The sanctions target Iranian officials involved with developing the country's ballistic missile program as well as Chinese suppliers of ballistic missile technology.
The US State Department also released a report on cited Iranian human rights violations required by Congress every six months. But those sanctions waivers need to be periodically renewed, and today was the first deadline to fall during President Trump's term.More news: Ceremony honors fallen officers
Iran has also warned that it would restore its nuclear activities to the pre-JCPOA level, if the other side - especially the US - fails to keep its end of the bargain.
Iran, meanwhile, has been too busy to react, as it often does, to the seemingly contradictory announcements from Washington, seeing as Iranians are getting ready to cast their votes in the presidential elections on Friday, May 19.
The development shows that Trump's softened stance on the Iran Nuclear deal and comes ahead of the President's five-country which includes stops in Saudi Arabia and Israel. In the meantime, Jones said, the US will keep implementing the deal - including the sanctions relief. While Trump certainly views Iran with suspicion, it would much rather deal with Rouhani, who has been lauded as a "moderate" willing to deal with the West, than his conservative clerical challenger, Ebrahim Raisi.More news: Emmanuel Macron appoints Edouard Philippe as French PM
It will implement a new set of sanctions related to Iran's missile programme continuing participation in the JCPOA.
Summary⎙ Print The Trump administration sanctioned seven new entities for their alleged role in Iran's ballistic missile program even as it complied with the letter of the nuclear deal.
However, the US Treasury issued fresh sanctions against specific officials and a Chinese business with links to Iran's missile programme. The Obama administration did so in mid January, forcing the Trump administration to decide by Wednesday whether to renew them or to put the wider Iran deal at risk.More news: Arsene Wenger hopeful Alexis Sanchez will commit his future to Arsenal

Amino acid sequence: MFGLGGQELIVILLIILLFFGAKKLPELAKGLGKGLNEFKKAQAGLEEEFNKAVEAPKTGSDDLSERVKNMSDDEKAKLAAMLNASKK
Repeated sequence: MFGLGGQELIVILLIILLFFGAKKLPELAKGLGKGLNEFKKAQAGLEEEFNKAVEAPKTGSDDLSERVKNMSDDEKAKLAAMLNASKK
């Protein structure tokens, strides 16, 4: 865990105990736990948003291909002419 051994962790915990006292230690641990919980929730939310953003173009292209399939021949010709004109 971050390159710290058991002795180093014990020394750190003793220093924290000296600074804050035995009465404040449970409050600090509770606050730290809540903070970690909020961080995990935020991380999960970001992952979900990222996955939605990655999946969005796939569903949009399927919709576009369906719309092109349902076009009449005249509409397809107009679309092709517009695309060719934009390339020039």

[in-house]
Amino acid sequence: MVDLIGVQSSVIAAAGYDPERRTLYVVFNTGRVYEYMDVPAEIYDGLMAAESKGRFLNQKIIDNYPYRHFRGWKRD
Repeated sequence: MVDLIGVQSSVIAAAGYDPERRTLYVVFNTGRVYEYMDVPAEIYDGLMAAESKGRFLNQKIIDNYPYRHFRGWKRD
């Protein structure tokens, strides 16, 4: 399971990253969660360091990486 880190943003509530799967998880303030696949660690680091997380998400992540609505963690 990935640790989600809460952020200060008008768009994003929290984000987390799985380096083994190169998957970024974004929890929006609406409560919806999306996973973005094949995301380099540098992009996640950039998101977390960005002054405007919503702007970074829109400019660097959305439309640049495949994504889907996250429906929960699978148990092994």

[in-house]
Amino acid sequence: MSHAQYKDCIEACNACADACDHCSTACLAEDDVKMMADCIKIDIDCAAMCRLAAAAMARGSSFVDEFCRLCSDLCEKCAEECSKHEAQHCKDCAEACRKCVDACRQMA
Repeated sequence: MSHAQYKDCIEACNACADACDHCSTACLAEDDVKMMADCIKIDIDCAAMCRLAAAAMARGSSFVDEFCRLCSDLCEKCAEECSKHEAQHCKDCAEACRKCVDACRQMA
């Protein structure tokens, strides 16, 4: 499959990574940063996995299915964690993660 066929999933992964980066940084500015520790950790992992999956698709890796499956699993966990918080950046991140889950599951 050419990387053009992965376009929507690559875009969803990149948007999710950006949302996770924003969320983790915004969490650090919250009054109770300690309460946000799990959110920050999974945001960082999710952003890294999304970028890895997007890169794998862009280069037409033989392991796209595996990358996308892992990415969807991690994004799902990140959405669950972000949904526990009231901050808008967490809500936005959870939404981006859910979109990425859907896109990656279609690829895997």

Europe's leaders are quickly moving forward on economic normalisation with Iran, and scuttling the nuclear deal would have wide-ranging diplomatic repercussions with major allies, she said. That was a relief to Iranian President Hassan Rouhani, who made the 2015 nuclear deal the centerpiece of his efforts to end Iran's isolation and rebuild its economy with foreign investment. Additionally, this decision also seems to be a demonstration of the extent to which Trump's foreign policy advisers, including Defense Secretary Mattis, Secretary of State Tillerson, and National Security Adviser H.R. McMaster, have apparently managed to moderate numerous positions that Trump had taken on the campaign trail.
- Former Fox News CEO Roger Ailes dead, network says
- One killed in Barron County tornado
- Cyber security companies boosted by hack concerns
- Kim, 21, becomes youngest victor of Players
- Trump denies collusion with Russian Federation but says he 'speaks for himself'
- 3 fall from Ferris wheel ride in Washington state at festival
- Trump Sanctions Iran over Missiles, Continues Sanctions Relief over Nukes
- U.S. envoy vows to call out countries backing North Korea
- NASA's Van Allen Probes Find Radio Wave Shroud Enveloping Earth
- USA launches NAFTA 90-day renegotiation countdown